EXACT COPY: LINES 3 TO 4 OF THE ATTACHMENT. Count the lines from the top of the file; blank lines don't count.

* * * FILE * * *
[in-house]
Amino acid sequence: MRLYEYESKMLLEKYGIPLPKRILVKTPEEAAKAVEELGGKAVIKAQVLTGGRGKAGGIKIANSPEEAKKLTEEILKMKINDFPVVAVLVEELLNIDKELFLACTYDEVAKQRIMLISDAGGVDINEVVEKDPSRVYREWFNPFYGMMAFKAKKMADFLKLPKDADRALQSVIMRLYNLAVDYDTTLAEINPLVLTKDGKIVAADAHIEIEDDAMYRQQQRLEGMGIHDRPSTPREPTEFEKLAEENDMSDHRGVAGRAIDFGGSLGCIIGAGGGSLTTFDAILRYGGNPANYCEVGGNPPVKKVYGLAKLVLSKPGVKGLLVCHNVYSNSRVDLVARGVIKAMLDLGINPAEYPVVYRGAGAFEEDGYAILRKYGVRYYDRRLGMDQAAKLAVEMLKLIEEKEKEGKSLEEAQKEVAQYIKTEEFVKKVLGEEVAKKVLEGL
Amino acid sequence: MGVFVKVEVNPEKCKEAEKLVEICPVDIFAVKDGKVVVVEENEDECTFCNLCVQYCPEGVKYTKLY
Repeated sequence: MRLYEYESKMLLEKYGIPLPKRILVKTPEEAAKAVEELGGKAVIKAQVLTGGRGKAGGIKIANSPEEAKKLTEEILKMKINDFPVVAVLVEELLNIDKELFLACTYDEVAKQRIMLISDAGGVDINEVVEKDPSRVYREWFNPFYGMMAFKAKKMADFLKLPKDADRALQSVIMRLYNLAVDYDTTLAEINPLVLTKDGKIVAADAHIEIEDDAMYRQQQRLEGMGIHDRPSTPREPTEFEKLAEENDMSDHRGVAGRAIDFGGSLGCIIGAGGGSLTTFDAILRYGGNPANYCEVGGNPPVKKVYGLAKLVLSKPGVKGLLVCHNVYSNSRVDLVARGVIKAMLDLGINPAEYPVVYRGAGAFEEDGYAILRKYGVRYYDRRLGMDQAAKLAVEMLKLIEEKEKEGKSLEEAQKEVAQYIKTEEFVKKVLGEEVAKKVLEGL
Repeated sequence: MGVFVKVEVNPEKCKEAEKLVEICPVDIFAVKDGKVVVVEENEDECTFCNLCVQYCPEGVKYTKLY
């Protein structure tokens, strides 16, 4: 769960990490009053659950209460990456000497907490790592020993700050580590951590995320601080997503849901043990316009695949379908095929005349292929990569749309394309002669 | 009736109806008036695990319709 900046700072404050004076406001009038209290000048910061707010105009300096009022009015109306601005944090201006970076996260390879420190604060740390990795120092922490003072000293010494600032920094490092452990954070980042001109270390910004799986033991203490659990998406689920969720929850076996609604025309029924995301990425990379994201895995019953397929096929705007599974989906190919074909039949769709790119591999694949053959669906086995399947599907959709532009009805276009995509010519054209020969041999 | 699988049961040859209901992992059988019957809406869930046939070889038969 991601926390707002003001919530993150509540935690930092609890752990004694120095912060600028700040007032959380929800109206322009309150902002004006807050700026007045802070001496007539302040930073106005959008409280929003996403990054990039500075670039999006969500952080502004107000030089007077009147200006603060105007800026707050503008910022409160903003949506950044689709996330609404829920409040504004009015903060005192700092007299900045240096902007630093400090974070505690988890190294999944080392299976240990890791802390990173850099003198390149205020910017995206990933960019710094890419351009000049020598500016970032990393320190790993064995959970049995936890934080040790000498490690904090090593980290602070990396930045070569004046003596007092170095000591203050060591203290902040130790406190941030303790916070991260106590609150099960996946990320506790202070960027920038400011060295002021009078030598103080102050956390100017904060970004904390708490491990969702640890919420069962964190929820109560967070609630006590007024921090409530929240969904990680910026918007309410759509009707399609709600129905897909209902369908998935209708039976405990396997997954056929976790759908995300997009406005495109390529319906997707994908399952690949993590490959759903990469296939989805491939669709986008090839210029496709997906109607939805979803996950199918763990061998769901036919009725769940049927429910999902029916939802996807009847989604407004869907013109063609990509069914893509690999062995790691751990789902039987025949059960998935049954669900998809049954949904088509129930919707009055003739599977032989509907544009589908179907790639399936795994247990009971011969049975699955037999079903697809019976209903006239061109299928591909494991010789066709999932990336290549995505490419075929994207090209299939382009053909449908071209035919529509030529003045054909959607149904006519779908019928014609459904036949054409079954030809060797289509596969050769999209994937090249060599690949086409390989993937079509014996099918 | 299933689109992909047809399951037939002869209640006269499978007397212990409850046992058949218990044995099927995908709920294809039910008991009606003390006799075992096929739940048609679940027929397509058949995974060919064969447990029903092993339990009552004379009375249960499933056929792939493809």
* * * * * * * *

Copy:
Amino acid sequence: MGVFVKVEVNPEKCKEAEKLVEICPVDIFAVKDGKVVVVEENEDECTFCNLCVQYCPEGVKYTKLY
Repeated sequence: MRLYEYESKMLLEKYGIPLPKRILVKTPEEAAKAVEELGGKAVIKAQVLTGGRGKAGGIKIANSPEEAKKLTEEILKMKINDFPVVAVLVEELLNIDKELFLACTYDEVAKQRIMLISDAGGVDINEVVEKDPSRVYREWFNPFYGMMAFKAKKMADFLKLPKDADRALQSVIMRLYNLAVDYDTTLAEINPLVLTKDGKIVAADAHIEIEDDAMYRQQQRLEGMGIHDRPSTPREPTEFEKLAEENDMSDHRGVAGRAIDFGGSLGCIIGAGGGSLTTFDAILRYGGNPANYCEVGGNPPVKKVYGLAKLVLSKPGVKGLLVCHNVYSNSRVDLVARGVIKAMLDLGINPAEYPVVYRGAGAFEEDGYAILRKYGVRYYDRRLGMDQAAKLAVEMLKLIEEKEKEGKSLEEAQKEVAQYIKTEEFVKKVLGEEVAKKVLEGL